- (Photo: AP Images /Carolyn Kaster)
Conservative Christian leader James Dobson has softened his stance against Republican presidential hopeful John McCain, saying he could reverse his position and endorse the Arizona senator despite serious misgivings.
"I never thought I would hear myself saying this," Dobson said in a radio broadcast to air Monday. "... While I am not endorsing Senator John McCain, the possibility is there that I might."
Dobson and other evangelical leaders unimpressed by McCain increasingly are taking a lesser-of-two-evils approach to the 2008 race. Dobson and his guest, Southern Baptist Theological Seminary president Albert Mohler, spend most of the pretaped Focus on the Family radio program criticizing Democratic candidate Barack Obama, getting to McCain at the very end.
In an advance copy provided to The Associated Press, Dobson said that while neither candidate is consistent with his views, McCain's positions are closer by a wide margin.
"There's nothing dishonorable in a person rethinking his or her positions, especially in a constantly changing political context," Dobson said in a statement to the AP. "Barack Obama contradicts and threatens everything I believe about the institution of the family and what is best for the nation. His radical positions on life, marriage and national security force me to reevaluate the candidacy of our only other choice, John McCain."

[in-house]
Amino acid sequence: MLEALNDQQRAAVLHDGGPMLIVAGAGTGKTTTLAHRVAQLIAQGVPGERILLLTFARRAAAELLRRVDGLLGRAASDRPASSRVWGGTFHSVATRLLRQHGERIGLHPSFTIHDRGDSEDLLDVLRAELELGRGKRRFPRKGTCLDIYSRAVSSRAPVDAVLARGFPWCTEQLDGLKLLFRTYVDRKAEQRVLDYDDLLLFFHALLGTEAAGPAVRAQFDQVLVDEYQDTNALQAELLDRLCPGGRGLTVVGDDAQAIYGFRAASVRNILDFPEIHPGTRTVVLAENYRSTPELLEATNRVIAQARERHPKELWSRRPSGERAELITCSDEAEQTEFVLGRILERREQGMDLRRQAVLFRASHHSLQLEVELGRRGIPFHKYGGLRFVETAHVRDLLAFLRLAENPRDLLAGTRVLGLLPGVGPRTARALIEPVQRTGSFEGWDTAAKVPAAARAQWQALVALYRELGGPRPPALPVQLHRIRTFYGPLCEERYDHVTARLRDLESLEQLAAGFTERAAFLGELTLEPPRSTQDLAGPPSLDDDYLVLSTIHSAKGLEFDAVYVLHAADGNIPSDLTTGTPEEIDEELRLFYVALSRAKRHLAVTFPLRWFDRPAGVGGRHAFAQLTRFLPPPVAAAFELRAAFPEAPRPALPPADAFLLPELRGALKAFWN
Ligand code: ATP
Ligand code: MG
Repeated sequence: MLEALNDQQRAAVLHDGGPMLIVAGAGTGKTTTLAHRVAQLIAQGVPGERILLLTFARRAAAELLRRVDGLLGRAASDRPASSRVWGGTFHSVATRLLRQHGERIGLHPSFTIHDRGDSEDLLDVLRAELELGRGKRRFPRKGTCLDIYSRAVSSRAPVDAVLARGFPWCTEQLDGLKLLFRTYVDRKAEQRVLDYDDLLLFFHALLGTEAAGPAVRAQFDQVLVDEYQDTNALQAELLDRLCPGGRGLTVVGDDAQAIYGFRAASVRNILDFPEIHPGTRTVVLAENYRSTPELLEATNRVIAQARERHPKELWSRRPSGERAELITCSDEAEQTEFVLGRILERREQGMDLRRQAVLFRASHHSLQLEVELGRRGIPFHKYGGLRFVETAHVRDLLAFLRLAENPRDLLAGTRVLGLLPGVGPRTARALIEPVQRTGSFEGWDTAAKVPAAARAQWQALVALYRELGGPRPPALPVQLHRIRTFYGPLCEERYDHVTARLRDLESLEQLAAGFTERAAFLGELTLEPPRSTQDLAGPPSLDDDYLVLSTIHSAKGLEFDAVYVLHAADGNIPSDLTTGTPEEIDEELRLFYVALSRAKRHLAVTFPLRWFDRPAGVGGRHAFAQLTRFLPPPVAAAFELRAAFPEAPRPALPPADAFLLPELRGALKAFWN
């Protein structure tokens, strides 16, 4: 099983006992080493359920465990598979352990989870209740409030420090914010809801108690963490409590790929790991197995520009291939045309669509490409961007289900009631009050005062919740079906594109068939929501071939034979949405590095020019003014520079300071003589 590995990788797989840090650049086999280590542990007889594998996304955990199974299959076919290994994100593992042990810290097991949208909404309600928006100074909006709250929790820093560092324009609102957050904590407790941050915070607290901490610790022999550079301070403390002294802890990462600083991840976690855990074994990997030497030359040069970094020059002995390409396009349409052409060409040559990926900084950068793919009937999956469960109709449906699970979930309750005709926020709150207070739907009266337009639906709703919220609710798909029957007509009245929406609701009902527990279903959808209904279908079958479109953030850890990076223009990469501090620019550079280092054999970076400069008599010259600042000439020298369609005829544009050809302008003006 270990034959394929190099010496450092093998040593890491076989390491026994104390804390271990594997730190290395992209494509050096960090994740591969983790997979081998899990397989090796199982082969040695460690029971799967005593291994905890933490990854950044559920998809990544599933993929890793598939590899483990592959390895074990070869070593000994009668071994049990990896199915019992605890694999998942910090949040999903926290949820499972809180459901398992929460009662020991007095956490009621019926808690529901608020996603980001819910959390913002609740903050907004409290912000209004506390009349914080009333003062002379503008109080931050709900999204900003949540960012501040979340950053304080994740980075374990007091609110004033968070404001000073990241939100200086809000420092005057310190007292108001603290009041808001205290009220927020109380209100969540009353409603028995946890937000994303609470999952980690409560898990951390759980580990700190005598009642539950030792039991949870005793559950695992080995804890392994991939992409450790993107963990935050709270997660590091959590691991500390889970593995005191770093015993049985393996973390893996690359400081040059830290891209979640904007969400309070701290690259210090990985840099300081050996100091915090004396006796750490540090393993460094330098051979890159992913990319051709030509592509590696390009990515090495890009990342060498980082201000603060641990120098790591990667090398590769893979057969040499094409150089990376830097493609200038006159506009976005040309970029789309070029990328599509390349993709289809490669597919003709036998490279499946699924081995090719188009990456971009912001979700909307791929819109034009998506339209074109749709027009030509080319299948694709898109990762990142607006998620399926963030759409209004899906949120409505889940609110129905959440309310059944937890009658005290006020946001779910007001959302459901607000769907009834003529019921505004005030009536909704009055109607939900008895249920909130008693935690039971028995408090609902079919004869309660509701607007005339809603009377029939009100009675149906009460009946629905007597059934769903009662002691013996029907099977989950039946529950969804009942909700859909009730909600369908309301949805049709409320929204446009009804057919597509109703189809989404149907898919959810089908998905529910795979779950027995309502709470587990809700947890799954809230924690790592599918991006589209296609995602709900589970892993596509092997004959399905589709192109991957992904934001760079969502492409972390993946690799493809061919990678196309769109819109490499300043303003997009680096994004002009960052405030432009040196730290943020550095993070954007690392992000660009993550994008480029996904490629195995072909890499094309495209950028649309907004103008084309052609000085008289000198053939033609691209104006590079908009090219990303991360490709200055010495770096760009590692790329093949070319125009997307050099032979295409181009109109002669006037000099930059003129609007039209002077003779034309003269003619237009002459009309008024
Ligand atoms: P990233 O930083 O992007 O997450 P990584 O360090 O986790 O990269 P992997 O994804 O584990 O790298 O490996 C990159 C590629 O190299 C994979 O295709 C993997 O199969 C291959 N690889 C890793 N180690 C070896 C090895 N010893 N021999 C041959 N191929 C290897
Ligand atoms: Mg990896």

Earlier, Dobson had said he could not in good conscience vote for McCain, citing the candidate's support for embryonic stem cell research and opposition to a federal constitutional amendment to ban gay marriage, as well as concerns about McCain's temper and foul language.
Dobson said on the radio program he must consider McCain's record against abortion rights and support for smaller government, and added McCain "seems to understand the Muslim threat." He also indicated McCain's choice of a running mate will be a factor.
Of his new position, Dobson said in the statement to the AP, "If that is a flip-flop, then so be it."
Both the Obama and McCain campaigns declined comment Sunday.
Dobson is considered a powerful voice in conservative evangelical Christianity; his radio broadcast reaches 1.5 million U.S. listeners daily. Critics argue his influence is waning, pointing to a younger generation of leaders pushing to broaden the movement's agenda.
Last month, Dobson accused Obama, in a 2006 speech on faith and politics, of distorting the Bible and pushing a "fruitcake interpretation" of the Constitution.
Obama replied that Dobson was "making stuff up" and portrayed his speech as an attempt by people of faith, like himself, to "try to translate some of our concerns in a universal language so that we can have an open and vigorous debate rather than having religion divide us."